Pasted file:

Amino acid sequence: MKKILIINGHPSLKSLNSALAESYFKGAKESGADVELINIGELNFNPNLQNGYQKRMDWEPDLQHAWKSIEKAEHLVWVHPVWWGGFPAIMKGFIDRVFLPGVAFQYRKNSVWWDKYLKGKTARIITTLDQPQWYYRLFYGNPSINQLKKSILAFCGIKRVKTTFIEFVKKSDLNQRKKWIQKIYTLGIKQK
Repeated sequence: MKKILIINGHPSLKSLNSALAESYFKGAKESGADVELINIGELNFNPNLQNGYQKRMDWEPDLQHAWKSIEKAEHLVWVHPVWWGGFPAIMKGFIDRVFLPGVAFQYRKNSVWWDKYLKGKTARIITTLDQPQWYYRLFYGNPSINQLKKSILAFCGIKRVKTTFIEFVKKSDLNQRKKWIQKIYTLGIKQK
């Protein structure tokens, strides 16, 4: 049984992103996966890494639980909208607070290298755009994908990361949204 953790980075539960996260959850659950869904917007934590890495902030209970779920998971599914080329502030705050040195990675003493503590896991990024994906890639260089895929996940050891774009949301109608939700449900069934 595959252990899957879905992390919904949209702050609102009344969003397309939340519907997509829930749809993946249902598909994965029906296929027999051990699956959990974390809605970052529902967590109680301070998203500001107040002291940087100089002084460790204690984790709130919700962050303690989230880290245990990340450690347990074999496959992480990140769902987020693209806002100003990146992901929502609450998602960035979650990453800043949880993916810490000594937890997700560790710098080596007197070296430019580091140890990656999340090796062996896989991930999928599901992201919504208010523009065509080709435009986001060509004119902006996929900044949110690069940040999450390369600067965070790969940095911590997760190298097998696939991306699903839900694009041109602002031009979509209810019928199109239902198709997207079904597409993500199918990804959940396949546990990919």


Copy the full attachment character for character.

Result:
Amino acid sequence: MKKILIINGHPSLKSLNSALAESYFKGAKESGADVELINIGELNFNPNLQNGYQKRMDWEPDLQHAWKSIEKAEHLVWVHPVWWGGFPAIMKGFIDRVFLPGVAFQYRKNSVWWDKYLKGKTARIITTLDQPQWYYRLFYGNPSINQLKKSILAFCGIKRVKTTFIEFVKKSDLNQRKKWIQKIYTLGIKQK
Repeated sequence: MKKILIINGHPSLKSLNSALAESYFKGAKESGADVELINIGELNFNPNLQNGYQKRMDWEPDLQHAWKSIEKAEHLVWVHPVWWGGFPAIMKGFIDRVFLPGVAFQYRKNSVWWDKYLKGKTARIITTLDQPQWYYRLFYGNPSINQLKKSILAFCGIKRVKTTFIEFVKKSDLNQRKKWIQKIYTLGIKQK
């Protein structure tokens, strides 16, 4: 049984992103996966890494639980909208607070290298755009994908990361949204 953790980075539960996260959850659950869904917007934590890495902030209970779920998971599914080329502030705050040195990675003493503590896991990024994906890639260089895929996940050891774009949301109608939700449900069934 595959252990899957879905992390919904949209702050609102009344969003397309939340519907997509829930749809993946249902598909994965029906296929027999051990699956959990974390809605970052529902967590109680301070998203500001107040002291940087100089002084460790204690984790709130919700962050303690989230880290245990990340450690347990074999496959992480990140769902987020693209806002100003990146992901929502609450998602960035979650990453800043949880993916810490000594937890997700560790710098080596007197070296430019580091140890990656999340090796062996896989991930999928599901992201919504208010523009065509080709435009986001060509004119902006996929900044949110690069940040999450390369600067965070790969940095911590997760190298097998696939991306699903839900694009041109602002031009979509209810019928199109239902198709997207079904597409993500199918990804959940396949546990990919």